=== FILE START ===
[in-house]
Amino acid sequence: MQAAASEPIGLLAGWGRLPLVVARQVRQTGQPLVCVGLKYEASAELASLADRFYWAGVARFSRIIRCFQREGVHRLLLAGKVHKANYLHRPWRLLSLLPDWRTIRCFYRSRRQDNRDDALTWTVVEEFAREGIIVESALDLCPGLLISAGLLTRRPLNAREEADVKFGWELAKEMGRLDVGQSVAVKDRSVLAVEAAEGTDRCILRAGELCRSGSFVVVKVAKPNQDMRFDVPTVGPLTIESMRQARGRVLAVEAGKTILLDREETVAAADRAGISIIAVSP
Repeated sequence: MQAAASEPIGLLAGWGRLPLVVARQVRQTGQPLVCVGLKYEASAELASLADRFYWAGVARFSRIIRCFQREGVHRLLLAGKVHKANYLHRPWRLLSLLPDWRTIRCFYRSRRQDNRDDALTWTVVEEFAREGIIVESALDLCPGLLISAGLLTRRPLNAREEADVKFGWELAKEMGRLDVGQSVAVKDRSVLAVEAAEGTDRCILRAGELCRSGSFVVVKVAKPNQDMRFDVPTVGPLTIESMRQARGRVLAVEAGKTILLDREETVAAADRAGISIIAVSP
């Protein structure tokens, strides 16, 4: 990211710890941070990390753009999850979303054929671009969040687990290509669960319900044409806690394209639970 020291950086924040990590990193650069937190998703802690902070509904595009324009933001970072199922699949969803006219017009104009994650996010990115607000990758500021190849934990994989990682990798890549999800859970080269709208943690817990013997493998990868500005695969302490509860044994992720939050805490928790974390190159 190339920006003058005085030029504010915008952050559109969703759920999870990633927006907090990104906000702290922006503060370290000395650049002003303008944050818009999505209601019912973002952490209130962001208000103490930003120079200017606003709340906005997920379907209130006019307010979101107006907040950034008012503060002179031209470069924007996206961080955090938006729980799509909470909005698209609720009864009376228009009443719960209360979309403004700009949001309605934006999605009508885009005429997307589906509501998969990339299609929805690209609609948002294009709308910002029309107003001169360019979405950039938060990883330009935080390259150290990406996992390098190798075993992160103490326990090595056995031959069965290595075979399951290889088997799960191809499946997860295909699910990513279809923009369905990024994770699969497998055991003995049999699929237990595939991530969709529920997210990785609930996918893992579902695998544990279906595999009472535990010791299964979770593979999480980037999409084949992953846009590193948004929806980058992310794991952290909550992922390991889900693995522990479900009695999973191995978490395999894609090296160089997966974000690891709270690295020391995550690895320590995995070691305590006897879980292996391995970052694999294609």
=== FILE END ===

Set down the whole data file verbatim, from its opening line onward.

[in-house]
Amino acid sequence: MQAAASEPIGLLAGWGRLPLVVARQVRQTGQPLVCVGLKYEASAELASLADRFYWAGVARFSRIIRCFQREGVHRLLLAGKVHKANYLHRPWRLLSLLPDWRTIRCFYRSRRQDNRDDALTWTVVEEFAREGIIVESALDLCPGLLISAGLLTRRPLNAREEADVKFGWELAKEMGRLDVGQSVAVKDRSVLAVEAAEGTDRCILRAGELCRSGSFVVVKVAKPNQDMRFDVPTVGPLTIESMRQARGRVLAVEAGKTILLDREETVAAADRAGISIIAVSP
Repeated sequence: MQAAASEPIGLLAGWGRLPLVVARQVRQTGQPLVCVGLKYEASAELASLADRFYWAGVARFSRIIRCFQREGVHRLLLAGKVHKANYLHRPWRLLSLLPDWRTIRCFYRSRRQDNRDDALTWTVVEEFAREGIIVESALDLCPGLLISAGLLTRRPLNAREEADVKFGWELAKEMGRLDVGQSVAVKDRSVLAVEAAEGTDRCILRAGELCRSGSFVVVKVAKPNQDMRFDVPTVGPLTIESMRQARGRVLAVEAGKTILLDREETVAAADRAGISIIAVSP
């Protein structure tokens, strides 16, 4: 990211710890941070990390753009999850979303054929671009969040687990290509669960319900044409806690394209639970 020291950086924040990590990193650069937190998703802690902070509904595009324009933001970072199922699949969803006219017009104009994650996010990115607000990758500021190849934990994989990682990798890549999800859970080269709208943690817990013997493998990868500005695969302490509860044994992720939050805490928790974390190159 190339920006003058005085030029504010915008952050559109969703759920999870990633927006907090990104906000702290922006503060370290000395650049002003303008944050818009999505209601019912973002952490209130962001208000103490930003120079200017606003709340906005997920379907209130006019307010979101107006907040950034008012503060002179031209470069924007996206961080955090938006729980799509909470909005698209609720009864009376228009009443719960209360979309403004700009949001309605934006999605009508885009005429997307589906509501998969990339299609929805690209609609948002294009709308910002029309107003001169360019979405950039938060990883330009935080390259150290990406996992390098190798075993992160103490326990090595056995031959069965290595075979399951290889088997799960191809499946997860295909699910990513279809923009369905990024994770699969497998055991003995049999699929237990595939991530969709529920997210990785609930996918893992579902695998544990279906595999009472535990010791299964979770593979999480980037999409084949992953846009590193948004929806980058992310794991952290909550992922390991889900693995522990479900009695999973191995978490395999894609090296160089997966974000690891709270690295020391995550690895320590995995070691305590006897879980292996391995970052694999294609």